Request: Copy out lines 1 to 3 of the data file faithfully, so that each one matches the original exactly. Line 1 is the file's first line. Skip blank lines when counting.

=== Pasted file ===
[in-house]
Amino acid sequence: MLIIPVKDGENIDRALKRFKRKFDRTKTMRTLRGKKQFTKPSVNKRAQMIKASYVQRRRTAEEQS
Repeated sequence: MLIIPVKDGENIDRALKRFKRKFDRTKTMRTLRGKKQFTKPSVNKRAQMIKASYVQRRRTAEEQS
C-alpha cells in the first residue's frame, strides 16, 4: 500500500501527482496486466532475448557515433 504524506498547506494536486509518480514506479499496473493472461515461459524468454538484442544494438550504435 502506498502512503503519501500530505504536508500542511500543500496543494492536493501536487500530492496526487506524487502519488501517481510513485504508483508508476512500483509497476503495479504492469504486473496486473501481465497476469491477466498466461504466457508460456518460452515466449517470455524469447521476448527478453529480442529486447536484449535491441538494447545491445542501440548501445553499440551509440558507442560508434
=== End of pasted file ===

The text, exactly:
[in-house]
Amino acid sequence: MLIIPVKDGENIDRALKRFKRKFDRTKTMRTLRGKKQFTKPSVNKRAQMIKASYVQRRRTAEEQS
Repeated sequence: MLIIPVKDGENIDRALKRFKRKFDRTKTMRTLRGKKQFTKPSVNKRAQMIKASYVQRRRTAEEQS